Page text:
Linda Woolverton is no stranger to creating over-the-top characters; after all she is the screenwriter responsible for such enduring hits as The Lion King, Beauty and the Beast and Tim Burton’s Alice in Wonderland. Her latest creation, however, is in a class of its own.
Maleficent, of course, is best known as the evil fairy from the classic Sleeping Beauty. She cursed princess Aurora, terrified the children (and adults) watching and made an all-around bad impression. So, when Woolverton set out to recreate Malficent for an eponymous film—perhaps you’ve heard of it, the movie stars Angelina Jolie and is set to go big at the box office this weekend—she had her work cut out for her.
DuJour caught up with Woolverton to talk about bad guys, working with Angelina and how she makes audiences fall for a woman whose mortal enemy is a baby.
Maleficent isn’t the most obvious choice for a character-based film. What drew you to her?
She’s so delightful and is really the center of the original movie; she’s the most interesting character in it! I thought it would be a fun challenge to turn a villain into a protagonist—I was intrigued by that process.
How do you do that? She’s not exactly likeable.
I had to find a way in, and I didn’t know if there was one. Was it possible to find a rationale for her to curse a baby? I just didn’t know. It had to be huge, whatever happened to her, but how would we get the audience on board with that? I couldn’t really do anything else until I figured that out.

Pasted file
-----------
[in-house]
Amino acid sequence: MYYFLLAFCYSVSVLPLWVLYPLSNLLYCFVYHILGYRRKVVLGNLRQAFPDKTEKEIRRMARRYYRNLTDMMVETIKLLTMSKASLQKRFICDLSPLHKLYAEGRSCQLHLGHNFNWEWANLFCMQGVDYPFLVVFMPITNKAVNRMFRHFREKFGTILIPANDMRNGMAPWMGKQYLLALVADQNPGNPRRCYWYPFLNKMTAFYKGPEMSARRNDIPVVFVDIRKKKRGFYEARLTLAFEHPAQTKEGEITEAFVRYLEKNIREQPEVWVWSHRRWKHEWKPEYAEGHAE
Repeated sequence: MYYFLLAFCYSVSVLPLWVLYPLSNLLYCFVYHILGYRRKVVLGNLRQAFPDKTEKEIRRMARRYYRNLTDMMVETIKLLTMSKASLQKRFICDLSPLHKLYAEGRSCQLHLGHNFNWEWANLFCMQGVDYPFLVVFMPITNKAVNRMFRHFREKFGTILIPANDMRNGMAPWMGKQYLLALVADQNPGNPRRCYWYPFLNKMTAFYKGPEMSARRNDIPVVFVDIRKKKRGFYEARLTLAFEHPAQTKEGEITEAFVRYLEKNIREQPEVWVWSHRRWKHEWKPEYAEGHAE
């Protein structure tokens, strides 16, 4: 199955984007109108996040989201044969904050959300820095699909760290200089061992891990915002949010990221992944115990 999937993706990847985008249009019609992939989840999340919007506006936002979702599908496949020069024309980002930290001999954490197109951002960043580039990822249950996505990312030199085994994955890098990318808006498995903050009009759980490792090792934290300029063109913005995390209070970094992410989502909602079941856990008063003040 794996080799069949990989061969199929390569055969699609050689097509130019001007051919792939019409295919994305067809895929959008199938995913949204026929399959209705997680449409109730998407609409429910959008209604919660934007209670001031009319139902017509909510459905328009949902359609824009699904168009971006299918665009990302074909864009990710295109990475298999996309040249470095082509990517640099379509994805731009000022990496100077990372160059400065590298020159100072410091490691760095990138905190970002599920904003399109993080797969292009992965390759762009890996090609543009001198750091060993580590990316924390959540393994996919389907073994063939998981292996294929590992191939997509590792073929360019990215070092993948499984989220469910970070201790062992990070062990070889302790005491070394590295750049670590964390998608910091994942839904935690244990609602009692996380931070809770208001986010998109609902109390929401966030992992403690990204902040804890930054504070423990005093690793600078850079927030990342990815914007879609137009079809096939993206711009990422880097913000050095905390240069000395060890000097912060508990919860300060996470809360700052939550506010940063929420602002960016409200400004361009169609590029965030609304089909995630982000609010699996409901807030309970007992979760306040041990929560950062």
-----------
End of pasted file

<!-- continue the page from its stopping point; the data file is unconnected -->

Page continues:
What’s it like to update an iconic villain? This is someone who’s been scaring kids for decades.
It’s a big challenge. The world has changed in the 50 years since the original movie, and hopefully we’re more open to all aspects of womankind, whether they’re good or evil. She’s kind of both. I love the idea of depicting all aspects of her, including the dark and wicked parts, like making a bad mistake in a moment of anger—which we’ve all done—and saying something we can never take back. It’s a much more modern take.
How closely did you work with Angelina, who really had to become this character?
I had written the first draft of the script not knowing she would be involved at all. I’d heard whispers, but I was really just writing the character I had developed. Angelina read that draft and came on board then. From there, we worked together a lot. That was really wonderful because she’s obviously an incredibly talented human being but is also a very talented writer. It was fun to be able to work alongside her and infuse the character with some of her personality. By the time we got around to shooting, she was the character. It made the film that much better.
You’ve written a number of big Disney films. Do you ever develop a formula for what works?
I try not to. Every story calls out for what it needs. I definitely work in a three-act structure and I look at theme and what I want the conversation to be when the audience walks out of the theater.
What do you want that conversation to be in this case?
Really, the feeling I want people to walk away with is that there are so many different kinds of love, not just romantic love. And they can all be equally powerful. Also, you can come back from something horrific that happens. You might fall, but you can always get up again.